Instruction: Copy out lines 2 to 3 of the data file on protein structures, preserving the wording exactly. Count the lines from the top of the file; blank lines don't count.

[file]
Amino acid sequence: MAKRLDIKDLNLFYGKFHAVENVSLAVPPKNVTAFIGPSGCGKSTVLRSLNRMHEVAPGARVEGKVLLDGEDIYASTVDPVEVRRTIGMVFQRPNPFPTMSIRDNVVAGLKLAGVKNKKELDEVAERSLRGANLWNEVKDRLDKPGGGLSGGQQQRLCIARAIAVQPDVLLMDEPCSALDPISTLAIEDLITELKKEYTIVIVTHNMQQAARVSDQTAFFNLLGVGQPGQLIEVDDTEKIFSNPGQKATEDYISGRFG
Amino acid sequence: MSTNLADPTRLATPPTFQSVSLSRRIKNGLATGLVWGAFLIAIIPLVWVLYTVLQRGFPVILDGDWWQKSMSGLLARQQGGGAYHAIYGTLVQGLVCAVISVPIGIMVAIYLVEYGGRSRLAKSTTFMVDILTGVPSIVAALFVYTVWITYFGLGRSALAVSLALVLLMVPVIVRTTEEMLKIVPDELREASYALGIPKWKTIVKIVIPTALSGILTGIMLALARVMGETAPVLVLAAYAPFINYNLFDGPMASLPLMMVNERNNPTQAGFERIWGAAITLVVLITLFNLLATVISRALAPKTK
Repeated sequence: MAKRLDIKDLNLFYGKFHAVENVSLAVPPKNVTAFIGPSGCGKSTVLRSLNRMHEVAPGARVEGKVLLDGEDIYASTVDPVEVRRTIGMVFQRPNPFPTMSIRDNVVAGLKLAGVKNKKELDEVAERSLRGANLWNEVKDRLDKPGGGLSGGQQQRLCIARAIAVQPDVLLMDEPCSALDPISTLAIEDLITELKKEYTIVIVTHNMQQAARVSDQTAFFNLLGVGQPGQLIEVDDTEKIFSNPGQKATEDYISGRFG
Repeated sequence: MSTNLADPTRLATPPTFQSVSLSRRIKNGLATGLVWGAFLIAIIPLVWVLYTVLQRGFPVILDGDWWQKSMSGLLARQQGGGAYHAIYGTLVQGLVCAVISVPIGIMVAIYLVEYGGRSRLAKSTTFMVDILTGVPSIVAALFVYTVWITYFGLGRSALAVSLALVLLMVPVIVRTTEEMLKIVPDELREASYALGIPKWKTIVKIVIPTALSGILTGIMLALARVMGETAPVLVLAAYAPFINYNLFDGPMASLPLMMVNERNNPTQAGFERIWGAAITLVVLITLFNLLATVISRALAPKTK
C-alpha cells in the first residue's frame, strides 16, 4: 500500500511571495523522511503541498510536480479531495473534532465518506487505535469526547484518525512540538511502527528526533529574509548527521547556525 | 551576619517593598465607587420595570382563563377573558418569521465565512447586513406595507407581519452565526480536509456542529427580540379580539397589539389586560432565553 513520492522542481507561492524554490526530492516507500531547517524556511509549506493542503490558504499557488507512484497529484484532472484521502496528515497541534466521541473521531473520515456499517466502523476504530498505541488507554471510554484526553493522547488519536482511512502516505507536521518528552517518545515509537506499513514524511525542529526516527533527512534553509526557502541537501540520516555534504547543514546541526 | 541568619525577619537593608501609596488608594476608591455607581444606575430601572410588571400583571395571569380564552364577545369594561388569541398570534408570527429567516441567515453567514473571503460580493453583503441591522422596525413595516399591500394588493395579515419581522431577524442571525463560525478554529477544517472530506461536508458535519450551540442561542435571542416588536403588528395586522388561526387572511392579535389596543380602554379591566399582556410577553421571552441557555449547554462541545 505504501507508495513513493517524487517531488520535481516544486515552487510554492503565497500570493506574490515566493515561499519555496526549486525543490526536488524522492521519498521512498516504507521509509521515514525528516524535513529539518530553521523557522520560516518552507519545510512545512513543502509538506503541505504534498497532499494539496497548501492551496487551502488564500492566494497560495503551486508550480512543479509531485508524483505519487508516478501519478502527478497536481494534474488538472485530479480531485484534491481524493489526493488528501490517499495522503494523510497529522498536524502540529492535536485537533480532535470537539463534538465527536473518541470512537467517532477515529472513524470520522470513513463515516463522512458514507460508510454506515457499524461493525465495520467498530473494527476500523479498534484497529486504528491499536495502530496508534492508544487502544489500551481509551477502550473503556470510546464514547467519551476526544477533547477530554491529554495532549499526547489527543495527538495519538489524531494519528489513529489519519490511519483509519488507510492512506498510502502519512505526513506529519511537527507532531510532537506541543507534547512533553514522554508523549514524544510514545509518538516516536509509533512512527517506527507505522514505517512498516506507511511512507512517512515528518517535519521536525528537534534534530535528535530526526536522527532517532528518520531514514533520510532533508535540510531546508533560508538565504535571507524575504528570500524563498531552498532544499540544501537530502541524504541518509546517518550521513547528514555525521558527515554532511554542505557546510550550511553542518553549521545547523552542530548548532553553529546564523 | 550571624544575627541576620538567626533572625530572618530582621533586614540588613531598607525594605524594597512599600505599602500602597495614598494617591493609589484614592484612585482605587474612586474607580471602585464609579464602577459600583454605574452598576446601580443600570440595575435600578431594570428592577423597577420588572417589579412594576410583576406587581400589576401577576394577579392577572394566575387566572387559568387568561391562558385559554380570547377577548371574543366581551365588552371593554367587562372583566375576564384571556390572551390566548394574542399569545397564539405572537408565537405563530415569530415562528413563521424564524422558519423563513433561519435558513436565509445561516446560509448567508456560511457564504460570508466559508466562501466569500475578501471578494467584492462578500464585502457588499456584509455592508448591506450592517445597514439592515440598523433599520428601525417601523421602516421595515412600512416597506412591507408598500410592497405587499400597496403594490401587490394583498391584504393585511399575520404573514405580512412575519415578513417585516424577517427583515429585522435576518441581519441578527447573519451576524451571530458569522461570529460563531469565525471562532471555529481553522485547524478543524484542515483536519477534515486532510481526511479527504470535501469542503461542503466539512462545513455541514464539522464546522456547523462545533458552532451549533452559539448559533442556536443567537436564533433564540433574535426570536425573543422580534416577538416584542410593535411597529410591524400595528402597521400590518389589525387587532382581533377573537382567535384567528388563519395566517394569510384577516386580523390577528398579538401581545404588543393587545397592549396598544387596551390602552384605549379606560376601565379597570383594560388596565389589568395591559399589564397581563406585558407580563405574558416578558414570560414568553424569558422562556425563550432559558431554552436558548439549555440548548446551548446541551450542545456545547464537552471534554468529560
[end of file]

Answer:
Amino acid sequence: MSTNLADPTRLATPPTFQSVSLSRRIKNGLATGLVWGAFLIAIIPLVWVLYTVLQRGFPVILDGDWWQKSMSGLLARQQGGGAYHAIYGTLVQGLVCAVISVPIGIMVAIYLVEYGGRSRLAKSTTFMVDILTGVPSIVAALFVYTVWITYFGLGRSALAVSLALVLLMVPVIVRTTEEMLKIVPDELREASYALGIPKWKTIVKIVIPTALSGILTGIMLALARVMGETAPVLVLAAYAPFINYNLFDGPMASLPLMMVNERNNPTQAGFERIWGAAITLVVLITLFNLLATVISRALAPKTK
Repeated sequence: MAKRLDIKDLNLFYGKFHAVENVSLAVPPKNVTAFIGPSGCGKSTVLRSLNRMHEVAPGARVEGKVLLDGEDIYASTVDPVEVRRTIGMVFQRPNPFPTMSIRDNVVAGLKLAGVKNKKELDEVAERSLRGANLWNEVKDRLDKPGGGLSGGQQQRLCIARAIAVQPDVLLMDEPCSALDPISTLAIEDLITELKKEYTIVIVTHNMQQAARVSDQTAFFNLLGVGQPGQLIEVDDTEKIFSNPGQKATEDYISGRFG